LAWS90082 Adversary System: Bases and Corollaries

Credit Points: 12.5
Level: 9 (Graduate/Postgraduate)
Dates & Locations:

This subject has the following teaching availabilities in 2017:

Semester 1, Parkville - Taught on campus.Show/hide details
Pre-teaching Period Start not applicable
Teaching Period 27-Feb-2017 to 28-May-2017
Assessment Period End 23-Jun-2017
Last date to Self-Enrol 31-Jan-2017
Census Date 31-Mar-2017
Last date to Withdraw without fail 05-May-2017

This subject has a quota of 30 students. Please refer to the Melbourne Law Masters website for further information about the management of subject quotas and waitlists.

Timetable can be viewed here.
For information about these dates, click here.
Time Commitment: Contact Hours: 24-26 hours
Total Time Commitment:

136-150 hours

Prerequisites: None
Corequisites: None
Recommended Background Knowledge:

Applicants without legal qualifications should note that subjects are offered in the discipline of law at an advanced graduate level. While every effort will be made to meet the needs of students trained in other fields, concessions will not be made in the general level of instruction or assessment. Most subjects assume the knowledge usually acquired in a degree in law (LLB, JD or equivalent). Applicants should note that admission to some subjects in the Melbourne Law Masters will be dependent upon the individual applicant’s educational background and professional experience.

Non Allowed Subjects: None
Core Participation Requirements:

The Melbourne Law Masters welcomes applications from students with disabilities. The inherent academic requirements for study in the Melbourne Law Masters are:

  • The ability to attend a minimum of 75% of classes and actively engage in the analysis and critique of complex materials and debate;
  • The ability to read, analyse and comprehend complex written legal materials and complex interdisciplinary materials;
  • The ability to clearly and independently communicate in writing a knowledge and application of legal principles and interdisciplinary materials and to critically evaluate these;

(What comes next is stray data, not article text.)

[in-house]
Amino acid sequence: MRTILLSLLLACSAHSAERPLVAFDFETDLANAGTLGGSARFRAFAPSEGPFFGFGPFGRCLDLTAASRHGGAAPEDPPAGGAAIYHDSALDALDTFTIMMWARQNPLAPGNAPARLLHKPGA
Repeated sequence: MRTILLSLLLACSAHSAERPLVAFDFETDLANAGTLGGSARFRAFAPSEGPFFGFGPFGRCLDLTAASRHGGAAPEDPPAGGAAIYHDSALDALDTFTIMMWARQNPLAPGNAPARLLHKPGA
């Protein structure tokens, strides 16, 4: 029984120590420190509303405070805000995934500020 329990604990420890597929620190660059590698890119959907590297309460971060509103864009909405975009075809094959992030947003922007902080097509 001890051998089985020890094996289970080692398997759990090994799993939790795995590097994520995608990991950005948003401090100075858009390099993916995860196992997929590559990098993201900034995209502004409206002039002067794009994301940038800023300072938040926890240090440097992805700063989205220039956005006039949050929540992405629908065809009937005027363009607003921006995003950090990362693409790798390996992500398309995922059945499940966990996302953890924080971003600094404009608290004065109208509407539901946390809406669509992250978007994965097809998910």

• The ability to clearly and independently communicate orally a knowledge and application of legal principles and interdisciplinary materials and critically evaluate these;
  • The ability to work independently and as a part of a group;
  • The ability to present orally and in writing legal analysis to a professional standard.

Students who feel their disability will inhibit them from meeting these inherent academic requirements are encouraged to contact Student Equity and Disability Support.


Mr Kenneth Hayne



The Hon Mr Kenneth Hayne AC QC, Coordinator
The Hon Justice Michelle Gordon

Email: law-masters@unimelb.edu.au
Phone: +61 3 8344 6190
Website: law.unimelb.edu.au

Subject Overview:

The adversary system can be seen as a defining characteristic of a common law legal system. But as times have changed, both the common law and the adversary system of trial have changed. What then are the bases of the adversary system? What corollaries follow from adopting such a mode of trial? What are the challenges with which the Australian legal system must now deal in resolving disputes? How might those challenges be dealt with and are there implications for what we define as the adversary system and, more generally, the rule of law?

Principal topics include:

  • Development of the common law
  • The 20th century adversary system
  • The adversary system today and its implications
  • Statutes and the Common law
  • Lessons from other systems
  • Complexity - issues, evidence, experts, costs
  • Curial method - the law, facts, findings
  • Economic and commercial implications - class actions, ADR, arbitration, access to justice
  • Legislative and executive power
  • Implications for the Rule of law and the practitioner.
Learning Outcomes:

A student who has successfully completed this subject will:

  • Have an advanced and integrated understanding of the adversary system in today's Australian judicial system
  • Have an advanced understanding of how and why the adversary system has developed to its present state
  • Be able to critically examine, identify and assess the implications and effectiveness of that system
  • Have the cognitive and technical skills to independently identify, examine, research and analyse present and emerging challenges to the continued use of an adversary system
  • Have the communication skills to articulate and convey complex information regarding the adversary system, its implications and possible modification.
  • Class participation (10%)
  • 20-minute individual class presentation on a designated topic, due on an allocated day during the intensive teaching period (15%)
  • 6,000 - 7,500 word research paper (75%) (14 June 2017) on a topic approved by the subject coordinator

A minimum of 75% attendance is a hurdle requirement.

Prescribed Texts:

Specialist printed materials will be made available free of charge from the Melbourne Law School prior to the pre-teaching period.

Breadth Options:

This subject is not available as a breadth subject.

Fees Information: Subject EFTSL, Level, Discipline & Census Date
Links to further information: law.unimelb.edu.au
Related Course(s): Graduate Diploma in Dispute Resolution
Graduate Diploma in Government Law
Graduate Diploma in Legal Studies
Master of Commercial Law
Master of Laws
Master of Private Law
Master of Public and International Law

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